Things To Avoid Wearing This Halloween
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Things To Avoid Wearing This Halloween

You can still look fly as Hell without making others uncomfortable.

Things To Avoid Wearing This Halloween

Ah, Halloween. The most wonderful time of the year. Pumpkins are everywhere, sweaters and boots have made a comeback, everyone is listening to the Spooky Scary Skeletons remix on a loop (no? Just me? Whatever). And everyone is planning their perfect spoop-tacular costumes. Witches, comic book characters, vampires, cops, Barbies, Lana Del Zombae, the wall from "Stranger Things" - there are so many classic, fun, witty costumes out there! But there are a few costumes that don't fit any of those adjectives; enter cultural appropriation and thinly veiled racism. I'm here to tell you what you should probably avoid adding to your outfit this Halloween, if you don't want to look like an *actual* creep when you're going out.

1. Bindis

Look, I get it. They make your eyes pop and it's just a body gem, right? Well, sure. But they mean so much more than that to the cultures who gave us this pretty accessory. In South Asian cultures that practice Hinduism, it can signify a few different things, but mainly they are associated with marriage and/or symbolizing the Third Eye. If you have no idea what that is outside of Third Eye Blind, it's a pretty good indicator that you probably shouldn't be sporting it across your forehead. The blending of cultures and cultural style is a great thing, but only if you're educated on where it comes from and why.

2. Indian Headdresses

This one is hugely controversial, due in part to the fact that Coachella and other ~aesthetic~ festivals are constantly under scrutiny for the presence of white and other non-Native goers wearing what is one of the biggest honors in Native American culture. Feathers and war paint are to be earned through valor and helping one's tribe. Those massive headdresses you wear that trail halfway down your back? In Native American culture, they're to be worn only by chiefs and those who have earned similar levels of respect by their tribe. If it's extremely offensive for someone in that tribe to wear it if they haven't earned that regard, how is it even remotely close to it being better for someone who has no Native background to justify wearing it? (Bonus: Dressing up as a Native in general is just something to be avoided - clothing isn't just culturally bound in Native groups, many other forms of clothing other than feathers have religious or ceremonious meaning and assuming that all Natives of all tribes dress the same is just silly).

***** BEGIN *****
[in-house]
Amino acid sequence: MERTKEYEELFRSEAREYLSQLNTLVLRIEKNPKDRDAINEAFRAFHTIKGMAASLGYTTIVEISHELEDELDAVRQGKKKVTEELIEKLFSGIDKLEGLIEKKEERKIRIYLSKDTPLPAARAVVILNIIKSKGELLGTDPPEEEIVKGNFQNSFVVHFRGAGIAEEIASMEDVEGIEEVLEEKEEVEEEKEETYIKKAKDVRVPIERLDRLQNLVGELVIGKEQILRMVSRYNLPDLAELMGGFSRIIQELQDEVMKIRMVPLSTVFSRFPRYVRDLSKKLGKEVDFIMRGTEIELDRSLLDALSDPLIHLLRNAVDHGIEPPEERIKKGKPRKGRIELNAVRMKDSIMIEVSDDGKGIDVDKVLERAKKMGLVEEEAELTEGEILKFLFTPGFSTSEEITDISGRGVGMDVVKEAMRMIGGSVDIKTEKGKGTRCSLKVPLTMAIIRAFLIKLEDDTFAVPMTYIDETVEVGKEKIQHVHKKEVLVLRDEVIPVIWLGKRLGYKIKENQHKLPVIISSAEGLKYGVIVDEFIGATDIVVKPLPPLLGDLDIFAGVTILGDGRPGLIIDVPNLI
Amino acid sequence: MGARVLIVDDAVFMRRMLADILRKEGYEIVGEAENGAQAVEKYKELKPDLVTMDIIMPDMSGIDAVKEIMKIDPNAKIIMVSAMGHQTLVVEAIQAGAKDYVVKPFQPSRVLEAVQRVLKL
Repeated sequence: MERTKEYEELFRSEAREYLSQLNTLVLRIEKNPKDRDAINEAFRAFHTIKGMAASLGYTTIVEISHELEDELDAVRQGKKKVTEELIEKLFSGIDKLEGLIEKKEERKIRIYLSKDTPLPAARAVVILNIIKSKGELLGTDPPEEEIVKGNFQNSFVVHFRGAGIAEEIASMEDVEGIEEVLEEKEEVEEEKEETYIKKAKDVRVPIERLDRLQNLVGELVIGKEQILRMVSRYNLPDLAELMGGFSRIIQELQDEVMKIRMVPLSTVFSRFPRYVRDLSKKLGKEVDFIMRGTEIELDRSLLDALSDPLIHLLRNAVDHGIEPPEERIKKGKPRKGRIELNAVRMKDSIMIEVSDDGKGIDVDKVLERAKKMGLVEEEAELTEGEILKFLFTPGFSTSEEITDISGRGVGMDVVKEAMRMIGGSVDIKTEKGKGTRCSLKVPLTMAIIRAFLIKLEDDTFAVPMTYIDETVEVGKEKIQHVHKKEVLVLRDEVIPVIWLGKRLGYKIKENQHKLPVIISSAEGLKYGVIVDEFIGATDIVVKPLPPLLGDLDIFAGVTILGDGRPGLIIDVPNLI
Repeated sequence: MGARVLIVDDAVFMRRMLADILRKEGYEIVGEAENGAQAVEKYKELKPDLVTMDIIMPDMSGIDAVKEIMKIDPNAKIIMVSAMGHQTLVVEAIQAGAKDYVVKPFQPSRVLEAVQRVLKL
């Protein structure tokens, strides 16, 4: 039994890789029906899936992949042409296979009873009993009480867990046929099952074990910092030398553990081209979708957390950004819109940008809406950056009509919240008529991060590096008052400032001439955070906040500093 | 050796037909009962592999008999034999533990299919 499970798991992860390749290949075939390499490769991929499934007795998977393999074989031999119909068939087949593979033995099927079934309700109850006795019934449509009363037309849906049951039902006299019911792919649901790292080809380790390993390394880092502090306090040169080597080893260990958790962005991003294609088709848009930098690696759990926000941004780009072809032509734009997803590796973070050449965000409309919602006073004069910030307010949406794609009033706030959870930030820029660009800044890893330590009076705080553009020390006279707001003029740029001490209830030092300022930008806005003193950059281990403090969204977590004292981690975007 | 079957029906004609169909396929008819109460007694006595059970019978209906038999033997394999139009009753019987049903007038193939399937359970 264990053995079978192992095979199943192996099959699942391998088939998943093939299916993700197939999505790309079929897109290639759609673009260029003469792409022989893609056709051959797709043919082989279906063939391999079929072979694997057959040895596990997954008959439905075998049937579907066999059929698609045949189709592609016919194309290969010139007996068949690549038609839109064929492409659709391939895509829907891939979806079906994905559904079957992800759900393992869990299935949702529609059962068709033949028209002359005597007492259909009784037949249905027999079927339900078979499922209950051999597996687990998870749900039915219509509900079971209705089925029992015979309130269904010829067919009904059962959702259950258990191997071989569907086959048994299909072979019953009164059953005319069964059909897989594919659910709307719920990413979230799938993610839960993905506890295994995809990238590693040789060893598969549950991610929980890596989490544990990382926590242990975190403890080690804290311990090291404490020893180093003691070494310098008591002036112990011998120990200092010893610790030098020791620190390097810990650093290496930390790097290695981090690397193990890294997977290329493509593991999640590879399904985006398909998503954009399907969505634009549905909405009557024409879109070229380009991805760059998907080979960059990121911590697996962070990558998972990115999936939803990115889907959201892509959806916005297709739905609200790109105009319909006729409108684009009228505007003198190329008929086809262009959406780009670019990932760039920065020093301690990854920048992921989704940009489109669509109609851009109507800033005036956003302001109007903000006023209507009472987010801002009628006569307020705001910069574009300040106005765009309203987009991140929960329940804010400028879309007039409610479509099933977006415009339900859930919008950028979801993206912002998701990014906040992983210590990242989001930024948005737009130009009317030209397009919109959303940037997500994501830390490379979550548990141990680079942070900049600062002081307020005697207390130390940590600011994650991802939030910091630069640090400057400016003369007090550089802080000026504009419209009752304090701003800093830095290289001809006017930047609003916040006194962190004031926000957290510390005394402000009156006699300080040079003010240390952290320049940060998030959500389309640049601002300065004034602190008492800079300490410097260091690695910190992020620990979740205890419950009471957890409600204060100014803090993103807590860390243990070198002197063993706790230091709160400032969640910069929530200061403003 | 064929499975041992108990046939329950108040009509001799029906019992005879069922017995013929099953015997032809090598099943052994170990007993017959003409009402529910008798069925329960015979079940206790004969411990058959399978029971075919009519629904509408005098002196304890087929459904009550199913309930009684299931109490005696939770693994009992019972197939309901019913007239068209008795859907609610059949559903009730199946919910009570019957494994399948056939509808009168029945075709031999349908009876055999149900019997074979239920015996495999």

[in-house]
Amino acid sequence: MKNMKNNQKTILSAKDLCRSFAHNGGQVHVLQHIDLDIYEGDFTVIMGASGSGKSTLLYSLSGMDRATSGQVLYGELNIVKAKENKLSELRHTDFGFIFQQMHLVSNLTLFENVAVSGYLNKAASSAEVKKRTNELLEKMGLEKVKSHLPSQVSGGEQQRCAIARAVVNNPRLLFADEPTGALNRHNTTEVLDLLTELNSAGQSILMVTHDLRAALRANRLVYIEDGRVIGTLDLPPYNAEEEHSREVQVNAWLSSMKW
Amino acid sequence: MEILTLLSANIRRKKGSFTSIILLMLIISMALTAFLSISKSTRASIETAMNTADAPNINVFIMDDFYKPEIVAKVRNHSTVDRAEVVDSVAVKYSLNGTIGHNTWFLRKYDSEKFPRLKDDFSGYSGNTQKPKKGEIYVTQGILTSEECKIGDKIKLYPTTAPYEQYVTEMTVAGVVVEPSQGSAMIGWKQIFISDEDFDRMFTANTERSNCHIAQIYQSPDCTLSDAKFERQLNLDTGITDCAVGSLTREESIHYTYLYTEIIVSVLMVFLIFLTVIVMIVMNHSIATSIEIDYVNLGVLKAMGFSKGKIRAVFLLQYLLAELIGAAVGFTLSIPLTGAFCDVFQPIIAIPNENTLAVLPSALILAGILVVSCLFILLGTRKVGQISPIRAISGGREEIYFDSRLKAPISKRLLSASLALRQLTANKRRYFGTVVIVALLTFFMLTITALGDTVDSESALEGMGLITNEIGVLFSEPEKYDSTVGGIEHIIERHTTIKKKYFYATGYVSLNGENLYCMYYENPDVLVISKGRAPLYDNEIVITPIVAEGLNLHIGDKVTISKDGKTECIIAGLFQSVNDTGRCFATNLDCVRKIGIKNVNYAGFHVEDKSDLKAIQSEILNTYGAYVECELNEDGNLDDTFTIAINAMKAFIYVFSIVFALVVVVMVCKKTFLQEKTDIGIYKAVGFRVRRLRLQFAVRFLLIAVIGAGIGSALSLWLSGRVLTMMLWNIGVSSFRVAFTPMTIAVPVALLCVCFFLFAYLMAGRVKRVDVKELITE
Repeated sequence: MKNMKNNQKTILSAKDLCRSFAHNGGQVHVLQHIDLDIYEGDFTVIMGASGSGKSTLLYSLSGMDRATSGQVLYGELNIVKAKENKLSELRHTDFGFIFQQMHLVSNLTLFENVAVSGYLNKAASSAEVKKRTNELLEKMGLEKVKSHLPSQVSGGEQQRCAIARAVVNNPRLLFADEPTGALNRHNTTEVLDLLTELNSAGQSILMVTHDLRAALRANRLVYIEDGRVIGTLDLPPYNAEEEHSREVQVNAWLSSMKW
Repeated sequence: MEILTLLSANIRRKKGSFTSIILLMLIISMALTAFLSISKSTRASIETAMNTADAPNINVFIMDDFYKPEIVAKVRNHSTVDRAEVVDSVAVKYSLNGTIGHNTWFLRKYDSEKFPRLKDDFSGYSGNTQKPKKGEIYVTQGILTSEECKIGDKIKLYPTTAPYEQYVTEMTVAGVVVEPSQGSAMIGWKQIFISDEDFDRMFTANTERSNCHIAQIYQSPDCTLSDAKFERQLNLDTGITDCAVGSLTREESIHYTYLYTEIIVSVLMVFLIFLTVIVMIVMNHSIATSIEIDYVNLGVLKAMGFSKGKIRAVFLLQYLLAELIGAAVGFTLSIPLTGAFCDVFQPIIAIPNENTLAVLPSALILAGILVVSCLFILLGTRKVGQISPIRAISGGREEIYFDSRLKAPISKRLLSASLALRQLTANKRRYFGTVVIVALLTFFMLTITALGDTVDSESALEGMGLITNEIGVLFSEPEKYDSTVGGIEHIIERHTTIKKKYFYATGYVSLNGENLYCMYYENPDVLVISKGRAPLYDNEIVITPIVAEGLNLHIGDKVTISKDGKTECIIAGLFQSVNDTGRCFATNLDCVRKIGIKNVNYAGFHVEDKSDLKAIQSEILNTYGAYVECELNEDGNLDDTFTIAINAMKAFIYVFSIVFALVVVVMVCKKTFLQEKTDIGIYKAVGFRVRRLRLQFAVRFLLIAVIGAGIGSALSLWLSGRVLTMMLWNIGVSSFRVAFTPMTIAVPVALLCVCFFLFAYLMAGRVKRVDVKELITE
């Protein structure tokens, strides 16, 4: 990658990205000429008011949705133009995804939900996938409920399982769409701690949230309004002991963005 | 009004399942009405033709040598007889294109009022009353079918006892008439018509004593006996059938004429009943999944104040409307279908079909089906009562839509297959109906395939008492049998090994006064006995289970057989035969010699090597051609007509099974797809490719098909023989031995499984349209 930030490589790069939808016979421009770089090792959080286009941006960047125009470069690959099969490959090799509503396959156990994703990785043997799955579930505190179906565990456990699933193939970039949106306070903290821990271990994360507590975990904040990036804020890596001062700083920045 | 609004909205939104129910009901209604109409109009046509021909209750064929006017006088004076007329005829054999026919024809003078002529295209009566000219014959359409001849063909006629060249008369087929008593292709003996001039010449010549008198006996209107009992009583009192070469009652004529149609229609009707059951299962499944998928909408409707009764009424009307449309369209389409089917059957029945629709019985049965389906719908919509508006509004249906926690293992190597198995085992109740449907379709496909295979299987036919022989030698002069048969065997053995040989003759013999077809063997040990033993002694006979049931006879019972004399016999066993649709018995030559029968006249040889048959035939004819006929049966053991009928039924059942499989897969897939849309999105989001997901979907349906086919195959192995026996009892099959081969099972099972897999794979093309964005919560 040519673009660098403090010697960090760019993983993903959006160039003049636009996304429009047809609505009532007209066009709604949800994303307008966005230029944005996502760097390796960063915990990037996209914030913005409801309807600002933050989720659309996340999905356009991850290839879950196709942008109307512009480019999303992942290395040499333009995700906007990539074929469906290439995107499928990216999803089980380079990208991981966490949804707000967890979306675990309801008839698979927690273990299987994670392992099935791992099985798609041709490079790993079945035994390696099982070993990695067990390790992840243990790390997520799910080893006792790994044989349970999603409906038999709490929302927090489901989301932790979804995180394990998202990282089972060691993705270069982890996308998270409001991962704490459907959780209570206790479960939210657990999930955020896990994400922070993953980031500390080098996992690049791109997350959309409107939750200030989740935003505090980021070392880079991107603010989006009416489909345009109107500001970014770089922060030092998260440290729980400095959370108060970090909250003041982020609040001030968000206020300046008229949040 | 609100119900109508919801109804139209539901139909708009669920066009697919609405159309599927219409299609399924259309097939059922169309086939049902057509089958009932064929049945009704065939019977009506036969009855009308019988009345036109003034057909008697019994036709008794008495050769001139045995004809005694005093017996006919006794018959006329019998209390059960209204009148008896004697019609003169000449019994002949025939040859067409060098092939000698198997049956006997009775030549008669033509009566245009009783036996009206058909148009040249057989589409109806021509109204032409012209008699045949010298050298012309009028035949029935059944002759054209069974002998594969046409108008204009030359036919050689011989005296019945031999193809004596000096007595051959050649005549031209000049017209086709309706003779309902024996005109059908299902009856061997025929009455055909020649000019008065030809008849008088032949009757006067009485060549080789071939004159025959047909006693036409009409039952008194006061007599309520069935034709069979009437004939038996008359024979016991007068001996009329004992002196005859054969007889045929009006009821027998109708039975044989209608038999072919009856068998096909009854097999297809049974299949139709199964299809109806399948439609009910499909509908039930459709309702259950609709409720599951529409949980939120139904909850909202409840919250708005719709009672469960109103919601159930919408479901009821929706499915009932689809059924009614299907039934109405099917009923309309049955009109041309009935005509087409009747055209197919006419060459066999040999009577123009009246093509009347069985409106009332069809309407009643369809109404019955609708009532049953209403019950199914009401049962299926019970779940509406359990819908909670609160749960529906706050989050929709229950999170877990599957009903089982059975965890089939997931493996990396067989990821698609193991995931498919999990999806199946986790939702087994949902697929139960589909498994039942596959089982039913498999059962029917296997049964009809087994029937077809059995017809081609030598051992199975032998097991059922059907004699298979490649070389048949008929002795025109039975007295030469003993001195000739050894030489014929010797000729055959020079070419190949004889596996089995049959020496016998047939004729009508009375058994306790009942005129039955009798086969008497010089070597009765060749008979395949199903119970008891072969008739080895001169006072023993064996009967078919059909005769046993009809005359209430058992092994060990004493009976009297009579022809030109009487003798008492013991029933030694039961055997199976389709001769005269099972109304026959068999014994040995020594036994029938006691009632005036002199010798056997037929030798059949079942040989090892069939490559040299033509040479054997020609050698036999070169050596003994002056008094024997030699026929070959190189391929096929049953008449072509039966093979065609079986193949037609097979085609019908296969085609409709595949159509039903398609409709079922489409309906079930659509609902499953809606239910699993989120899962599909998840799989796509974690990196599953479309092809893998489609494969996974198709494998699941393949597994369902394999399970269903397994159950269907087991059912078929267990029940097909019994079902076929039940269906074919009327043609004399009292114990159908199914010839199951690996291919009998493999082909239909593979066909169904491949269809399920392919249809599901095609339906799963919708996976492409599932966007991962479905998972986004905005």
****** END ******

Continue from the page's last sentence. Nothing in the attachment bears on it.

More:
3. Sombreros and Mustaches

And then say "I'm a Mexican, duh." Okay, stay with me - do the Mexicans you know actually wear those things? Bonus points if you do this on Cinco de Mayo (which actually isn't widely celebrated in Mexico) and use it as an opportunity to drink tequila. Just don't, guys. Please.

4. Blackface

And, of course, Blackface. Or Brownface. Or Yellowface. Or Redface. Or Whiteface. Basically, if you're not that race, it's okay to dress up as your favorite character as a salute to them - but, please, for the love of God - DO NOT PAINT YOURSELF TO LOOK LIKE A DIFFERENT RACE. If you're going as Mystique, paint yourself blue! If you're going as the Hulk or Gamora, go green! Aliens and monsters aren't actually real people with racially sensitive histories (well, maybe aliens - but we'll cross that bridge when they decide to contact us about that). But don't change your race just to say you went all-out. You run the risk of looking super racist, not only because going too black or too white or too yellow or too red or too brown makes you look like all people of that race are that color (Beyonce is light-skinned and I can guarantee people have done Blackface and gone too dark just to clarify that they are, indeed, going as a Black woman), but it also kind of signifies that you think the most important component to recognizing that character is the color of their skin. Shouldn't the clothing you wear say enough?

There are so many others - Asian conical hats, Gypsy costumes, the list carries on. But, basically, it comes down to this: If you are not part of the community you are choosing to represent, and you don't respect that culture enough to learn the history of it and carry that knowledge with you, in lieu of buying a Sexy Native costume off the rack because it's quick and easy, please just don't wear it. If your child's favorite Disney princess is Pocahontas, I'm not telling you to tell them they can't dress like her. But do make sure you're using a costume that replicates the Disney film's creation, and not a random beige-colored dress that you add beads to to make it look "like something a Native American would wear." If you practice Hinduism in some parts of your life and truly respect the culture and religion, wear a bindi. Just don't do it flippantly, because that is what continues to perpetuate poor race relations and we as a people should really strive to be above that.

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This article has not been reviewed by Odyssey HQ and solely reflects the ideas and opinions of the creator.

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